better place. >> if you think you might want to consider a career in the foreign service, visit the state department's website. you can take a quick test that can help you decide if the job's right for you. here's an example of some questions. the test asks you if you would enjoy... >> yeah, that would be pretty awesome. i mean, you'd get to visit all different places and represent the u.s. i mean, i can't think of a higher honor than that. >> how about... >> i definitely would actually love to travel and see new places, and i think that it would be a great time. >> however, there are additional is not for everyone. for example, will you enjoy... >> no. honestly, it would be difficult to not live next to your home -- next to your family -- and everything else, but probably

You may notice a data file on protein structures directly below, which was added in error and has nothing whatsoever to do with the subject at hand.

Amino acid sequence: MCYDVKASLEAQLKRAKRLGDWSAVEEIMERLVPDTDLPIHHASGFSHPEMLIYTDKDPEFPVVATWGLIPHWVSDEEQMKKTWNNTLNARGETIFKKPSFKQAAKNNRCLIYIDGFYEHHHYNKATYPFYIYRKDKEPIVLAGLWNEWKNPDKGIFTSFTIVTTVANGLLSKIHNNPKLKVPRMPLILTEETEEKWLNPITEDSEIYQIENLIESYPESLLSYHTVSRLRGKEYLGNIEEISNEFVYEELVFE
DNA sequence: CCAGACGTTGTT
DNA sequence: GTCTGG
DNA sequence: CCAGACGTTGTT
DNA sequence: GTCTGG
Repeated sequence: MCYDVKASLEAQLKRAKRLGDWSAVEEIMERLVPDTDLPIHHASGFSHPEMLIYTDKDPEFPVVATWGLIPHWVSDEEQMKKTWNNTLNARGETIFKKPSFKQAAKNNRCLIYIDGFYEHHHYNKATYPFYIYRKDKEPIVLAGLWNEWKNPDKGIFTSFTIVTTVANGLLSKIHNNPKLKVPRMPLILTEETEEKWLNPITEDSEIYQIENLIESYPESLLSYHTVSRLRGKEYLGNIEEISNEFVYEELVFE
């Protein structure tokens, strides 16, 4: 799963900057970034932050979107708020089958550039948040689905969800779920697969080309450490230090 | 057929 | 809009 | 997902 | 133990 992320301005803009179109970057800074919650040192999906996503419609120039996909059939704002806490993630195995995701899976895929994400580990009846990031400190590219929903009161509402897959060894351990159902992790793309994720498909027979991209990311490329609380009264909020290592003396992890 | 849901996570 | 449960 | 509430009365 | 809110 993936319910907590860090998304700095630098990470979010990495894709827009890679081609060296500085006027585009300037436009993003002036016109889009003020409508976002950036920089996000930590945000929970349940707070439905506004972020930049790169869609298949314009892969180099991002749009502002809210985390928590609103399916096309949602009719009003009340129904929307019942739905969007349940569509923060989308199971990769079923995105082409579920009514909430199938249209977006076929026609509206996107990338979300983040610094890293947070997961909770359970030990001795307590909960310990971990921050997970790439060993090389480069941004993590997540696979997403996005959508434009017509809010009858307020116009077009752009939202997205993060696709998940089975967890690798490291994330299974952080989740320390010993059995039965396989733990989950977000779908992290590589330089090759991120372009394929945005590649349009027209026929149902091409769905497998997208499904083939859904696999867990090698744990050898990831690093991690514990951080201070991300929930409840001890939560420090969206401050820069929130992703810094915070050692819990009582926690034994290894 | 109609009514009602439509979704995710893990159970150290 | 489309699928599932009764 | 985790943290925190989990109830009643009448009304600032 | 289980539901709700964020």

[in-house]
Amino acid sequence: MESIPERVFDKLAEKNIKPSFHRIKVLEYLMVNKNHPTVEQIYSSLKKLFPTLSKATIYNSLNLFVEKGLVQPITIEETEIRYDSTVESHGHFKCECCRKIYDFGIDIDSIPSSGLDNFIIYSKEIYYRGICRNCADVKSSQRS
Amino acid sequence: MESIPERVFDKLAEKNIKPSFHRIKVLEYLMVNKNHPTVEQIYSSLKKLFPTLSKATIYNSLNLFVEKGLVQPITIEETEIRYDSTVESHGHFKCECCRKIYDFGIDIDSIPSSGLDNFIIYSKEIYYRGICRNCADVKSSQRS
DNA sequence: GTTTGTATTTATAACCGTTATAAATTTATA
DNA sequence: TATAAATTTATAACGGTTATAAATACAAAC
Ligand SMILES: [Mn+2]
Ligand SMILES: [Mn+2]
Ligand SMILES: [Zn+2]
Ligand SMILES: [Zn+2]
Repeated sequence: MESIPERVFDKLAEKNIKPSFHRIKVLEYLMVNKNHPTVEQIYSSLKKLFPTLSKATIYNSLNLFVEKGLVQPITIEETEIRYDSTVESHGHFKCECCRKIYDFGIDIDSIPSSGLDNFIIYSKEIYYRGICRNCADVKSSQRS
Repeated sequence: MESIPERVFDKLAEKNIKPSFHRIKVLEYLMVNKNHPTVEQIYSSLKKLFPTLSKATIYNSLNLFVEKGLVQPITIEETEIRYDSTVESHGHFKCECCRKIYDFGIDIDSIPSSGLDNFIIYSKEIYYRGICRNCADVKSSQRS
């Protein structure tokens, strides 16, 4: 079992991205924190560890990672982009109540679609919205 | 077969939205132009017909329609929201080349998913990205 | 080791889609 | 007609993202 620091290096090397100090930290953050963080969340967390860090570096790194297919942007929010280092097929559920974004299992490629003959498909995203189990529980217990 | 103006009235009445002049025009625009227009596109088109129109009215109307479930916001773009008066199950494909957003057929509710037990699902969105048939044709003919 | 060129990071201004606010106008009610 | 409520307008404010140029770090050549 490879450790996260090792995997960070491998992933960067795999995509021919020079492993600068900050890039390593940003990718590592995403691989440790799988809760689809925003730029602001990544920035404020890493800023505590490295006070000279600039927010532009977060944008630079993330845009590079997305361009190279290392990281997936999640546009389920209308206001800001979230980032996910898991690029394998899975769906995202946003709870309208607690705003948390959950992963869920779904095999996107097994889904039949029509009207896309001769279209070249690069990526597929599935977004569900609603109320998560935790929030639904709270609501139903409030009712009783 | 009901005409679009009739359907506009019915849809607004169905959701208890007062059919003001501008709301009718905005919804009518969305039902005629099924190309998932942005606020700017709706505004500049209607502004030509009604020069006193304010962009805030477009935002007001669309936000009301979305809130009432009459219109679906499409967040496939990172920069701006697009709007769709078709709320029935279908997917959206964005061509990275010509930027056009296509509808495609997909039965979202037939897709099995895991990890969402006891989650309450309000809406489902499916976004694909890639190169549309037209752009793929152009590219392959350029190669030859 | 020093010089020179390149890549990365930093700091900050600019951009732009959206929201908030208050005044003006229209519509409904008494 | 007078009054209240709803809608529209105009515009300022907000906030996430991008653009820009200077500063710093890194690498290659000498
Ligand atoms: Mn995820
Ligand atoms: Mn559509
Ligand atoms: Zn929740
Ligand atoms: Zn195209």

not. >> could you... >> it would have to be for a short period of time. i don't think i'd be able to do it for many years. >> after answering all the questions, you'll get a score that should give you a pretty good idea as to whether or not you're suited for the foreign service. >> so, if you're a smart person, if you're interested in world affairs, i would encourage you to take this test, and who knows -- maybe the next thing you become is a diplomat, which is really quite fun. >> it's been said that to be a good diplomat, you need to be able to divide a pie into different pieces and make everyone think that their piece is the biggest. in the briefing room at the u.s. state department in washington, d.c., for "teen kids news," i'm lauren. >> it's time to get your opinion in "speak of the week."